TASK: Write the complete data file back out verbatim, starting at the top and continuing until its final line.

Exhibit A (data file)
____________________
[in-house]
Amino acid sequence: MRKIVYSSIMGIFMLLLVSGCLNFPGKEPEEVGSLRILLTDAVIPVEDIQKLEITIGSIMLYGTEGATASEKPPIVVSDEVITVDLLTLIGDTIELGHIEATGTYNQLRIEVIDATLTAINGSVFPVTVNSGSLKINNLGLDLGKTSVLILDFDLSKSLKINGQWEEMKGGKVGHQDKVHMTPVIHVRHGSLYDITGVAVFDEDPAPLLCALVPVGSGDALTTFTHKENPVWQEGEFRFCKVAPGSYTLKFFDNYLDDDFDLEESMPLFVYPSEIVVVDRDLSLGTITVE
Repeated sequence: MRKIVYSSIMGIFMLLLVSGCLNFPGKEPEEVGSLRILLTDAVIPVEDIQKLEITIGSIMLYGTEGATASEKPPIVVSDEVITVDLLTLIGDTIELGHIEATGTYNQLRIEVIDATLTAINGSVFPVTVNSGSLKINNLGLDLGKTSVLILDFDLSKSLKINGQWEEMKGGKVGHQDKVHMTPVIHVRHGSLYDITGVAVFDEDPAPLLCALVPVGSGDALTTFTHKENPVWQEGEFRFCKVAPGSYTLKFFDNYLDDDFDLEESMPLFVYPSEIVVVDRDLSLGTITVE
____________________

[in-house]
Amino acid sequence: MRKIVYSSIMGIFMLLLVSGCLNFPGKEPEEVGSLRILLTDAVIPVEDIQKLEITIGSIMLYGTEGATASEKPPIVVSDEVITVDLLTLIGDTIELGHIEATGTYNQLRIEVIDATLTAINGSVFPVTVNSGSLKINNLGLDLGKTSVLILDFDLSKSLKINGQWEEMKGGKVGHQDKVHMTPVIHVRHGSLYDITGVAVFDEDPAPLLCALVPVGSGDALTTFTHKENPVWQEGEFRFCKVAPGSYTLKFFDNYLDDDFDLEESMPLFVYPSEIVVVDRDLSLGTITVE
Repeated sequence: MRKIVYSSIMGIFMLLLVSGCLNFPGKEPEEVGSLRILLTDAVIPVEDIQKLEITIGSIMLYGTEGATASEKPPIVVSDEVITVDLLTLIGDTIELGHIEATGTYNQLRIEVIDATLTAINGSVFPVTVNSGSLKINNLGLDLGKTSVLILDFDLSKSLKINGQWEEMKGGKVGHQDKVHMTPVIHVRHGSLYDITGVAVFDEDPAPLLCALVPVGSGDALTTFTHKENPVWQEGEFRFCKVAPGSYTLKFFDNYLDDDFDLEESMPLFVYPSEIVVVDRDLSLGTITVE